Careers advice from seven top figures in the farming industry

Who better to ask for careers advice than people who are already operating at the highest level in the agricultural industry?

We ask a range of senior people across the food and farming sector what advice they wish they had been told when starting out. 

See also: The A to Z of careers in agriculture

Get out and meet the best

Tom Rawson, director, Evolution Farming

My advice would be to network and be influenced and mentored by the right people as early as possible in your career.

It was only when I joined a dairy discussion group when I was 24 and was awarded a Nuffield Farming Scholarship when I was 26 that this really started to happen for me.

Meeting some of the best farmers in the UK and abroad certainly changed my opinion on my business and personal life.

My biggest regret would be I didn’t have the confidence to work abroad when I left college.

The majority of people I have spoken to about their experiences used it as a springboard to grow as a person, whether milking cows in New Zealand or driving a combine in the US.

Since I have done my Nuffield, I have been to New Zealand four times and other countries as well – each time meeting some amazing people and making lifelong friends.

Tom Rawson

Tom Rawson

Bag yourself a mentor

Christine Tacon, Groceries Code Adjudicator and chair of MDS graduate training scheme

Christine Tacon © Dave Stock

Christine Tacon © Dave Stock

Get a mentor – someone to talk to and to help you plan your career. Almost every job I have had I was either offered or headhunted for.

I only started planning my career, and applying for jobs, five years ago. And even now, I would like a mentor to talk to about what to do next.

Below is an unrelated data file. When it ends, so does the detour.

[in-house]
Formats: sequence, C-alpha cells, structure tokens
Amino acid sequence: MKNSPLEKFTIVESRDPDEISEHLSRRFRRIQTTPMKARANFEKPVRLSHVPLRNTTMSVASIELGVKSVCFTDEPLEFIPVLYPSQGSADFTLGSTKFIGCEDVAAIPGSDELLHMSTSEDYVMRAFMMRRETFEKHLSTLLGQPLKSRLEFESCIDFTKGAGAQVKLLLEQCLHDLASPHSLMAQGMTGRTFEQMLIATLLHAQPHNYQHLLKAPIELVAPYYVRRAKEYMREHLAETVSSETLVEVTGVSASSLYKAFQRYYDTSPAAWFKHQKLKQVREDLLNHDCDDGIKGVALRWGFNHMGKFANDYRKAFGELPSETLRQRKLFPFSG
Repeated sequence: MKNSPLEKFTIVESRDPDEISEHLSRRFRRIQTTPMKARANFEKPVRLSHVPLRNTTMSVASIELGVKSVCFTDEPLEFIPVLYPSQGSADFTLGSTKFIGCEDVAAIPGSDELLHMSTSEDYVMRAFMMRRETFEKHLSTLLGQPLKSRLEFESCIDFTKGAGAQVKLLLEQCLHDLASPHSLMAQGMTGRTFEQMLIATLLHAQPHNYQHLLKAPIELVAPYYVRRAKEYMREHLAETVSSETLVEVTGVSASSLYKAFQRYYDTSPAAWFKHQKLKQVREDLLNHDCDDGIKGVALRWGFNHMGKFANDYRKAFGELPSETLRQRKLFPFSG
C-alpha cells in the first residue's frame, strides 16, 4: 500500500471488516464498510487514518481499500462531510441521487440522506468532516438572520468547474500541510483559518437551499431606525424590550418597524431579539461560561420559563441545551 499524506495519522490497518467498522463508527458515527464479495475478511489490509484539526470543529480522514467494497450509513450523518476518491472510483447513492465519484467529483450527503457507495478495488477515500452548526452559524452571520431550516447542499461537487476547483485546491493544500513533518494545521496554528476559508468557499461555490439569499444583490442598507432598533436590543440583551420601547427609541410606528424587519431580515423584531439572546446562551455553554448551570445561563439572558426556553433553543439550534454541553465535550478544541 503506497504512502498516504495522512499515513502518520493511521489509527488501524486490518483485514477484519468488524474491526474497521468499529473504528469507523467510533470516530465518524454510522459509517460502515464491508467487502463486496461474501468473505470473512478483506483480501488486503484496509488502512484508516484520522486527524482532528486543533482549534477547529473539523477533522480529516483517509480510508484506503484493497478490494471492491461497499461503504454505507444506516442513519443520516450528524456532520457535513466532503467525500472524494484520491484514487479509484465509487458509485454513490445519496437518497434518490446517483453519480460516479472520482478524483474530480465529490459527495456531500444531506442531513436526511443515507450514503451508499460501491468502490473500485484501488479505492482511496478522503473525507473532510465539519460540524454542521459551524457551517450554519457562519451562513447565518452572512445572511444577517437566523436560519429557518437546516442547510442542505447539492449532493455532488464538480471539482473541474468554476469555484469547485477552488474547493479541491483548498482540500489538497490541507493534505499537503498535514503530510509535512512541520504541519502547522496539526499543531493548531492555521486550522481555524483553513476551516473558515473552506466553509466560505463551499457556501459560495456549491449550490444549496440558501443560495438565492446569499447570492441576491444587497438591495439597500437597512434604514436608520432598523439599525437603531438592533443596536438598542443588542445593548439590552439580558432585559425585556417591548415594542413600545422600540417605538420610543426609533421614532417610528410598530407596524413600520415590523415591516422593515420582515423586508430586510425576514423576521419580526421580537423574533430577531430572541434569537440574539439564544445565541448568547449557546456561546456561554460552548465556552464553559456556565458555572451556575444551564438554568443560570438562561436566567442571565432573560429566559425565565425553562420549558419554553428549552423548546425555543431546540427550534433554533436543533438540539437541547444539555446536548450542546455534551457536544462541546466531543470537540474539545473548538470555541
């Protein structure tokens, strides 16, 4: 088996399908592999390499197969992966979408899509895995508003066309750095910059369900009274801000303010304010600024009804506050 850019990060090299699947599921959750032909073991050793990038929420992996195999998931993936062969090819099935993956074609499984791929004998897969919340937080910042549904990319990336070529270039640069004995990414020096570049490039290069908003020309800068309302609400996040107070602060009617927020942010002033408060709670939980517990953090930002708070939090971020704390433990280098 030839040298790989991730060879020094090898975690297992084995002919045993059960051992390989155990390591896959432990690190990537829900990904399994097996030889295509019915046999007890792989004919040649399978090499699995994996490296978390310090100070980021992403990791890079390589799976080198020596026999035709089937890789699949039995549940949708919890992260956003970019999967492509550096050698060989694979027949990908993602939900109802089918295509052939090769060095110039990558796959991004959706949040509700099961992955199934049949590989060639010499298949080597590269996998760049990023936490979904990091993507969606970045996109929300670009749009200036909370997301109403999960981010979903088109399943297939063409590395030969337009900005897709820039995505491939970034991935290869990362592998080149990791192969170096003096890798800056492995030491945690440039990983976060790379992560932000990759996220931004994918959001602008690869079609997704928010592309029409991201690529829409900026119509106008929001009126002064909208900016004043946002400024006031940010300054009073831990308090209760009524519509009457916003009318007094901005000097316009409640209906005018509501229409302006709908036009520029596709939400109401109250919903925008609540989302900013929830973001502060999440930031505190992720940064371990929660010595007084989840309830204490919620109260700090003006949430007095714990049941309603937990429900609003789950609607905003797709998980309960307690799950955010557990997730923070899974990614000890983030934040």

The most enduring impact you will have is on other people. As a boss, there is nothing more rewarding than seeing employees make the most of themselves and achieve things they didn’t think they could do.

Finally, you will learn as much in business by watching others as by doing it yourself. What inspires you about other people and what you don’t like are equally important in choosing how you want to be.

Challenge the impossible

Charlie Russell, estate manager, Glenapp Estate

Have the moral courage to challenge the “impossible”. As I see it, I was lucky in that I didn’t inherit a farm and the golden handcuffs that sometimes come with it.

My parents encouraged me to think independently and act with conviction and passion.

They encouraged me to challenge whether something is impossible just because it is difficult, a challenge on the norm, different to how father did it or because of a worry of what the neighbours may think.

My 10-year-old daughter now says: “Nothing is impossible, Daddy. The word says ‘I’m possible’.” Fantastic, isn’t it?

It is also vital to understand what motivates you. Don’t be fine. Be fantastic or be horrendous – but enjoy what you’re doing or change.

To be better than average we need to have the personal honesty to judge our strengths and weaknesses against those better than us, understand the differences and be willing to change. If we don’t like change, we may find we dislike irrelevance even more.

Charlie Russell © Jim Varney

Charlie Russell © Jim Varney

Get your passport out

Siân Pritchard, managing director, Kuhn Farm Machinery

Take every opportunity thrown at you to gain experience and don’t be scared to start at the bottom.

Treat every experience as a building block which will help you access that dream job or career and also look at what you can learn from other people’s experiences.